The Hurricanes' toughest test was an October clash against rival Florida State at the Orange Bowl. Miami overcame a 13-point second half deficit to defeat the Seminoles, 28–27. The game was clinched when Florida State kicker Xavier Beitia missed a 43-yard field goal, wide left, as time expired. Another signature win came four weeks later when Miami dominated the Tennessee Volunteers, 26–3, before a crowd of 107,745 at Neyland Stadium, considered one of the most hostile road venues in college football.
Miami would finish 12–0 and clinch a berth in the Fiesta Bowl BCS National Championship Game after a wild 56–45 victory over Virginia Tech in which McGahee rushed for 205 yards and a school-record six touchdowns. Both Dorsey and McGahee were named as finalists for the Heisman Trophy, finishing 4th and 5th, respectively.
Miami, in the midst of a 34-game winning streak, was installed as a 13-point favorite in the Fiesta Bowl match up against #2 Ohio State. The Hurricanes took an early 7–0 lead on a 25-yard touchdown pass from Dorsey to Roscoe Parrish, but Ohio State seized control in the second quarter behind an aggressive pass rush, bolstered by constant blitzing, and a stifling rush defense. The Buckeyes held a 14–7 lead at the half, and a field goal by Mike Nugent extended Ohio State's advantage to 17–7 midway through the third quarter.
A touchdown run by McGahee brought the Hurricanes within 3 points, but just as the running back started to get on track, he suffered a knee injury early in the fourth quarter.[81] Miami was able to fight back and force overtime on a 40-yard field goal by Todd Sievers on the final play of the fourth quarter. Miami scored a touchdown on its first possession in overtime on a 7-yard pass from Dorsey to Kellen Winslow II, and, on Ohio State's ensuing possession, the Hurricanes appeared to have won the game, 24–17, after Buckeyes quarterback Craig Krenzel's fourth-and-3 pass from the Miami 5 fell incomplete in the end zone. Miami players and coaches rushed the field and stadium fireworks were set off to commemorate the program's apparent sixth national championship.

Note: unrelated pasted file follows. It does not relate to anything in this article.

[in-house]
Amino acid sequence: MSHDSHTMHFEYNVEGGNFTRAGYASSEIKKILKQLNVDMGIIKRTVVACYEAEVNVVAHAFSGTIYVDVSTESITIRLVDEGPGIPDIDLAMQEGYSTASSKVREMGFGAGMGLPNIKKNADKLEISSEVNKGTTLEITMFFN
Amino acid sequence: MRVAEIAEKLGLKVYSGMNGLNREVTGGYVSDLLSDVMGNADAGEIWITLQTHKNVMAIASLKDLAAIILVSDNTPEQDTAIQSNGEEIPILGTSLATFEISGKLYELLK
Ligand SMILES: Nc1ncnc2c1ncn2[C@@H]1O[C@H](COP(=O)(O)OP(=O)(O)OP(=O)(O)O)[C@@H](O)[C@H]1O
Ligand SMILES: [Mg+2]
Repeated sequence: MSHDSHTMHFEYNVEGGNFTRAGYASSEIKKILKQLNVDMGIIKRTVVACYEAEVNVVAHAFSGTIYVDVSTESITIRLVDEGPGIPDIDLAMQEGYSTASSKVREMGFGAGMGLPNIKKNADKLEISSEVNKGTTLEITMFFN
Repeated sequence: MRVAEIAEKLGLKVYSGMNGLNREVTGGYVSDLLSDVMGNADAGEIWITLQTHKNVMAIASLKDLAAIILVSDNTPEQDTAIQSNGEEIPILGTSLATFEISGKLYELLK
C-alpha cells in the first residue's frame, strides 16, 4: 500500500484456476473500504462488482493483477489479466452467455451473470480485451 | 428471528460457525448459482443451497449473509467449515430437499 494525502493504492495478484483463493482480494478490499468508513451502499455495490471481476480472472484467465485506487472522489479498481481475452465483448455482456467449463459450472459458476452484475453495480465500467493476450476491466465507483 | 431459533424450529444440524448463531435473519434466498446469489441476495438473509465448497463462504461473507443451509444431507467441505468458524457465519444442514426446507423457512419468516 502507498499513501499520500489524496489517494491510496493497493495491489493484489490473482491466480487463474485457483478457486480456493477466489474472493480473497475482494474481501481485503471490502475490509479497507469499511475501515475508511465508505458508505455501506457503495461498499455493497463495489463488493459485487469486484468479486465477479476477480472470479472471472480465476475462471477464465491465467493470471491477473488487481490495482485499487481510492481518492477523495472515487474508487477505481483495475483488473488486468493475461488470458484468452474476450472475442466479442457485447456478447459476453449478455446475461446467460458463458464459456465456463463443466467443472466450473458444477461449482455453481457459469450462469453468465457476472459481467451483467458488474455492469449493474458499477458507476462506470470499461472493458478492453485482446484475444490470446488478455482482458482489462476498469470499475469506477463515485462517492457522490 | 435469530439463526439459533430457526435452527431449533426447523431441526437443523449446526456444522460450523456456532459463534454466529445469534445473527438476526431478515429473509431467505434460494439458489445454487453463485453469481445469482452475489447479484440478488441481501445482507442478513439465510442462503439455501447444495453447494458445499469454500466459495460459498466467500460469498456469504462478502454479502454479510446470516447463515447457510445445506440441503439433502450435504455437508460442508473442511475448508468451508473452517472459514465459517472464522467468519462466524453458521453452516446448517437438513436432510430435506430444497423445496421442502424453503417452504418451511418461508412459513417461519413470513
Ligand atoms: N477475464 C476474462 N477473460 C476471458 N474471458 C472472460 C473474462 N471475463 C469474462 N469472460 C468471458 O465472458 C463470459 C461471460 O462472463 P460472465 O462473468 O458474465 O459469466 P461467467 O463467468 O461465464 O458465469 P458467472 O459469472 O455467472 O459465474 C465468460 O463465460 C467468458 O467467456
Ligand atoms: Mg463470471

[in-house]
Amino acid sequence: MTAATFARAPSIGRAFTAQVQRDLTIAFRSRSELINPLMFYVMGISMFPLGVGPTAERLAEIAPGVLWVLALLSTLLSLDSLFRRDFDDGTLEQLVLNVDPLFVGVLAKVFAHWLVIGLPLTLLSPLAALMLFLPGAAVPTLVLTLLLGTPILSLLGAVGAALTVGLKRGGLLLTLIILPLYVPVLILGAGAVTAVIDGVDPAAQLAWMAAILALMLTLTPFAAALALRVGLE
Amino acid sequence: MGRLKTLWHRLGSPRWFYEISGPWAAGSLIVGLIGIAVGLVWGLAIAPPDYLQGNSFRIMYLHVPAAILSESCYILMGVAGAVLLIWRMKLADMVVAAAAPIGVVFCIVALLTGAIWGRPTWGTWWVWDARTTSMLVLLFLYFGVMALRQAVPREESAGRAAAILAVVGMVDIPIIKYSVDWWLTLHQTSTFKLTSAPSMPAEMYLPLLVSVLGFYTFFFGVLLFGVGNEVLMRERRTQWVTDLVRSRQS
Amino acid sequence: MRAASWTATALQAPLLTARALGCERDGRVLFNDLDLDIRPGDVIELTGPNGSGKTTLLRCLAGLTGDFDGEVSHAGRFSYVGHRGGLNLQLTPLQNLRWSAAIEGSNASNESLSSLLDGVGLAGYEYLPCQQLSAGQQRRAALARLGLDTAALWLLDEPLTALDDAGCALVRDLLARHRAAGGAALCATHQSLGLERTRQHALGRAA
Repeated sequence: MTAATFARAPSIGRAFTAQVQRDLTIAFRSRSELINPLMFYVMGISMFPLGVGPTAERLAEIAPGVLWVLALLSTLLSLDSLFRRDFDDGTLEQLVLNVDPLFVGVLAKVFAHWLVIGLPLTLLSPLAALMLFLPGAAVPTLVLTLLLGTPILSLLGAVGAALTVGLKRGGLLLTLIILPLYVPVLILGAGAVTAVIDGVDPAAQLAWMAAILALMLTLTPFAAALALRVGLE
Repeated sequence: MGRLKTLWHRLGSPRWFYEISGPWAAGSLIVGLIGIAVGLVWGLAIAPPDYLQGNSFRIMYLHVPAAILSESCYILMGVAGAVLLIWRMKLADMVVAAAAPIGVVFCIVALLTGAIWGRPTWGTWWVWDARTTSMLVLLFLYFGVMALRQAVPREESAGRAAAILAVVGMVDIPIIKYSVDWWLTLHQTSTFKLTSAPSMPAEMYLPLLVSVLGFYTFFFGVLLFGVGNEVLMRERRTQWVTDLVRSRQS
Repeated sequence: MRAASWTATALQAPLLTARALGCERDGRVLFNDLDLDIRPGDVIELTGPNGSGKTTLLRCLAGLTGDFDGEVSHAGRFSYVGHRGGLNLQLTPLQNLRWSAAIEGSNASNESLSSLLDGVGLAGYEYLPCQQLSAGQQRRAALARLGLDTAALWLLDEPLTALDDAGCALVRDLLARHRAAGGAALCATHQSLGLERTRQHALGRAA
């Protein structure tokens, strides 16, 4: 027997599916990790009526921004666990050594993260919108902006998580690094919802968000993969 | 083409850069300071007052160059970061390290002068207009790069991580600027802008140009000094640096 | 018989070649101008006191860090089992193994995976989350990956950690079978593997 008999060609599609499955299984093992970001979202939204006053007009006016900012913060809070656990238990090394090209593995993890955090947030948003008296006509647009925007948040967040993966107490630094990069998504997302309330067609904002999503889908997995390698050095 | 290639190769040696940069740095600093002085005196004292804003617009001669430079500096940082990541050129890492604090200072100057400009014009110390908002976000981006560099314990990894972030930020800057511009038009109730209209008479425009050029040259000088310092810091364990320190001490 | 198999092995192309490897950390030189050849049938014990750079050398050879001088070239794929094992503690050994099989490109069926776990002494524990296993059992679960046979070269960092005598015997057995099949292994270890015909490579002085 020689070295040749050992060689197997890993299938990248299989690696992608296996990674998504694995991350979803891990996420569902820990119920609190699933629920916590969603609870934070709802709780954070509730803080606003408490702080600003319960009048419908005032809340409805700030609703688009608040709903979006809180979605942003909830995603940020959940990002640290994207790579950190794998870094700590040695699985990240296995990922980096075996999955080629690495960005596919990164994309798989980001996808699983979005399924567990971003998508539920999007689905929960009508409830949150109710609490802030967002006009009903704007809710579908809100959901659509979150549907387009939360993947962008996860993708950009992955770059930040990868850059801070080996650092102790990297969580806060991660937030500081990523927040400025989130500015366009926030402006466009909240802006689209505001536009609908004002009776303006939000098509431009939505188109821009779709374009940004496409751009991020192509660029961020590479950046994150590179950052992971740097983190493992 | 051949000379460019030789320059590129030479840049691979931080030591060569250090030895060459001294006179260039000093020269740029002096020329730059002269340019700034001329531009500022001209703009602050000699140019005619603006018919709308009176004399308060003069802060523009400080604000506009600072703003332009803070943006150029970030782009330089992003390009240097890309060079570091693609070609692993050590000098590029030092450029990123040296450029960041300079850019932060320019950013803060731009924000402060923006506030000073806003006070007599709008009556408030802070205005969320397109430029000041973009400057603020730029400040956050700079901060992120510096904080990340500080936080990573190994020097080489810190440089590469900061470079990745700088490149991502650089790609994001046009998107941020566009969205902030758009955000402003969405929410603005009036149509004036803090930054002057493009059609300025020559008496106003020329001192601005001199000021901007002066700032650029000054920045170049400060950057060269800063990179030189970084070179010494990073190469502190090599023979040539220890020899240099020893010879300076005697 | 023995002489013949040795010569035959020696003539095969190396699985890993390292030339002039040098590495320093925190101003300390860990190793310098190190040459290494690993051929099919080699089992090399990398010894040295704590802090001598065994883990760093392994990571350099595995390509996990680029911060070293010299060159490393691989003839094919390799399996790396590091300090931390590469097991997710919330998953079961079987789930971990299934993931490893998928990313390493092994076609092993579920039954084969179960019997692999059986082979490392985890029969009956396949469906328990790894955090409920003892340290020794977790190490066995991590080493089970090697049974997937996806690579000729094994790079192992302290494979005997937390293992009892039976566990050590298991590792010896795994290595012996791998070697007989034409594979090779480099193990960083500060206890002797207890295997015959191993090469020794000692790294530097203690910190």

The celebration proved premature, however, as Big 12 official Terry Porter threw a belated flag and made a controversial pass interference call against Miami cornerback Glenn Sharpe. The penalty took the air out of Miami's sails and gave Ohio State new life, first-and-goal at the 1. The Buckeyes scored a touchdown to tie it at 24–24 at the end of the first overtime, and Maurice Clarett's 5-yard touchdown run in the second overtime gave Ohio State a 31–24 lead.
Miami's ensuing possession saw Dorsey briefly knocked out of the game after a hit from linebacker Matt Wilhelm. After backup quarterback Derrick Crudup completed an 8-yard pass on third down, Dorsey re-entered and converted the crucial fourth-and-3 with a 7-yard completion to Winslow. Miami then drove to the Ohio State 2 yard-line, but was held to one yard on its next three plays. Facing fourth-and-goal from the Ohio State goal line, Miami called a pass play. The Hurricane offensive line was unable to pick up the blitz and Dorsey's desperation pass into the end zone toward Andre Johnson fell incomplete, giving Ohio State the national championship.
The loss was Coker's first in 25 games as Miami's head coach and Dorsey's second in 40 career starts. The loss also continued the Hurricanes' futility in the Fiesta Bowl, dropping them to 0–4 in the game, with two of those losses being monumental upsets that deprived them of national championships.
Miami suffered through some offensive struggles in 2003 behind new quarterback Brock Berlin. A blowout loss at Virginia Tech in early November ended Miami's 39-game regular season winning streak and a loss the following week to Tennessee ended Miami's national championship aspirations. The Hurricanes rebounded to win the Big East Conference championship and finish the season 11–2 with an 2004 Orange Bowl victory over Florida State.
Miami joined the ACC in 2004 and despite 3 conference losses, the Hurricanes ended the season with a Peach Bowl victory over rival Florida.
The 2005 season marked the debut of Kyle Wright as Miami's starting quarterback, although the much-ballyhooed Wright would struggle with consistency during the season with much of Miami's success that year fueled by its defense. After a loss to Florida State after placekick holder Bryan Monroe bobbled the snap for what would have been a game-tying field goal attempt, Miami would win eight straight games, including a road win over 3rd-ranked Virginia Tech, only to stumble two weeks later against underdog Georgia Tech. Miami's second conference loss of the season cost it a place in the inaugural ACC Championship game and it competed instead in the Peach Bowl, where it lost to LSU, 40–3.